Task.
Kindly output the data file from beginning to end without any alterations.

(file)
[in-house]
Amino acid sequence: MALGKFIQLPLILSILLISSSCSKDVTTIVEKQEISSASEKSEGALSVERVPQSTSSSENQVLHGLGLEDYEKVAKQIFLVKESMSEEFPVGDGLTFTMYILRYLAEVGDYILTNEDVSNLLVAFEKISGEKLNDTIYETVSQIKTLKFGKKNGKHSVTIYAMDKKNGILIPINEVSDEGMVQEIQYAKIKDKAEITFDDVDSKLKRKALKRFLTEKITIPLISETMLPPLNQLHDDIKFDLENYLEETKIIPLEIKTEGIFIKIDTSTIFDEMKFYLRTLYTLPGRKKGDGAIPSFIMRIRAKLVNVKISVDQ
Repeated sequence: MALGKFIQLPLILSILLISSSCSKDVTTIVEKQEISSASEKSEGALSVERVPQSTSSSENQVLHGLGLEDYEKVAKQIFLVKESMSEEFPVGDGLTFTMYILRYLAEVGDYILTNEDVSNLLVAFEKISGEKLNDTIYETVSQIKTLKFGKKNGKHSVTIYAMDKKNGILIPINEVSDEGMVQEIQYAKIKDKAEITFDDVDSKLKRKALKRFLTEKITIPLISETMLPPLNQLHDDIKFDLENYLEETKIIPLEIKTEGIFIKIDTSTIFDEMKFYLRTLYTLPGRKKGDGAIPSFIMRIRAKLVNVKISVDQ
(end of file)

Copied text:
[in-house]
Amino acid sequence: MALGKFIQLPLILSILLISSSCSKDVTTIVEKQEISSASEKSEGALSVERVPQSTSSSENQVLHGLGLEDYEKVAKQIFLVKESMSEEFPVGDGLTFTMYILRYLAEVGDYILTNEDVSNLLVAFEKISGEKLNDTIYETVSQIKTLKFGKKNGKHSVTIYAMDKKNGILIPINEVSDEGMVQEIQYAKIKDKAEITFDDVDSKLKRKALKRFLTEKITIPLISETMLPPLNQLHDDIKFDLENYLEETKIIPLEIKTEGIFIKIDTSTIFDEMKFYLRTLYTLPGRKKGDGAIPSFIMRIRAKLVNVKISVDQ
Repeated sequence: MALGKFIQLPLILSILLISSSCSKDVTTIVEKQEISSASEKSEGALSVERVPQSTSSSENQVLHGLGLEDYEKVAKQIFLVKESMSEEFPVGDGLTFTMYILRYLAEVGDYILTNEDVSNLLVAFEKISGEKLNDTIYETVSQIKTLKFGKKNGKHSVTIYAMDKKNGILIPINEVSDEGMVQEIQYAKIKDKAEITFDDVDSKLKRKALKRFLTEKITIPLISETMLPPLNQLHDDIKFDLENYLEETKIIPLEIKTEGIFIKIDTSTIFDEMKFYLRTLYTLPGRKKGDGAIPSFIMRIRAKLVNVKISVDQ